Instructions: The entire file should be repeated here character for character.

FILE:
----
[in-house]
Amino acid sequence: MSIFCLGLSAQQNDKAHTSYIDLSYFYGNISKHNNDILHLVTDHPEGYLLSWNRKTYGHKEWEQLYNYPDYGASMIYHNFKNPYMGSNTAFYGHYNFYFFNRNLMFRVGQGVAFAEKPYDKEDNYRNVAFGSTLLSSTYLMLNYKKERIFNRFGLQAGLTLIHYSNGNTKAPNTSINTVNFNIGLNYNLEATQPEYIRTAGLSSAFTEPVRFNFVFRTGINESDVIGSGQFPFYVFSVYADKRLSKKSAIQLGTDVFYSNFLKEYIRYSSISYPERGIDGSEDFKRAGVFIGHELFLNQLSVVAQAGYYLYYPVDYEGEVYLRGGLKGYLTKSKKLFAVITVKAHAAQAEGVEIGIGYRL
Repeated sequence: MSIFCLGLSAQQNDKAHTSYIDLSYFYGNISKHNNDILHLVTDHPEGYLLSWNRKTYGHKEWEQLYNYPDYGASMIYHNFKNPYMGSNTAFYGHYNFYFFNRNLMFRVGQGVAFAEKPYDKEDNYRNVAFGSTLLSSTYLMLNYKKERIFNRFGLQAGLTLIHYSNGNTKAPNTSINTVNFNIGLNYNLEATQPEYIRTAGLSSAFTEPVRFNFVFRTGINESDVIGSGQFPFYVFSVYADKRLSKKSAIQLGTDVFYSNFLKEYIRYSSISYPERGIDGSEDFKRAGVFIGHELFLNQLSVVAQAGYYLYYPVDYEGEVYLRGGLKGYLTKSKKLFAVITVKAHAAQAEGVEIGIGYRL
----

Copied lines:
[in-house]
Amino acid sequence: MSIFCLGLSAQQNDKAHTSYIDLSYFYGNISKHNNDILHLVTDHPEGYLLSWNRKTYGHKEWEQLYNYPDYGASMIYHNFKNPYMGSNTAFYGHYNFYFFNRNLMFRVGQGVAFAEKPYDKEDNYRNVAFGSTLLSSTYLMLNYKKERIFNRFGLQAGLTLIHYSNGNTKAPNTSINTVNFNIGLNYNLEATQPEYIRTAGLSSAFTEPVRFNFVFRTGINESDVIGSGQFPFYVFSVYADKRLSKKSAIQLGTDVFYSNFLKEYIRYSSISYPERGIDGSEDFKRAGVFIGHELFLNQLSVVAQAGYYLYYPVDYEGEVYLRGGLKGYLTKSKKLFAVITVKAHAAQAEGVEIGIGYRL
Repeated sequence: MSIFCLGLSAQQNDKAHTSYIDLSYFYGNISKHNNDILHLVTDHPEGYLLSWNRKTYGHKEWEQLYNYPDYGASMIYHNFKNPYMGSNTAFYGHYNFYFFNRNLMFRVGQGVAFAEKPYDKEDNYRNVAFGSTLLSSTYLMLNYKKERIFNRFGLQAGLTLIHYSNGNTKAPNTSINTVNFNIGLNYNLEATQPEYIRTAGLSSAFTEPVRFNFVFRTGINESDVIGSGQFPFYVFSVYADKRLSKKSAIQLGTDVFYSNFLKEYIRYSSISYPERGIDGSEDFKRAGVFIGHELFLNQLSVVAQAGYYLYYPVDYEGEVYLRGGLKGYLTKSKKLFAVITVKAHAAQAEGVEIGIGYRL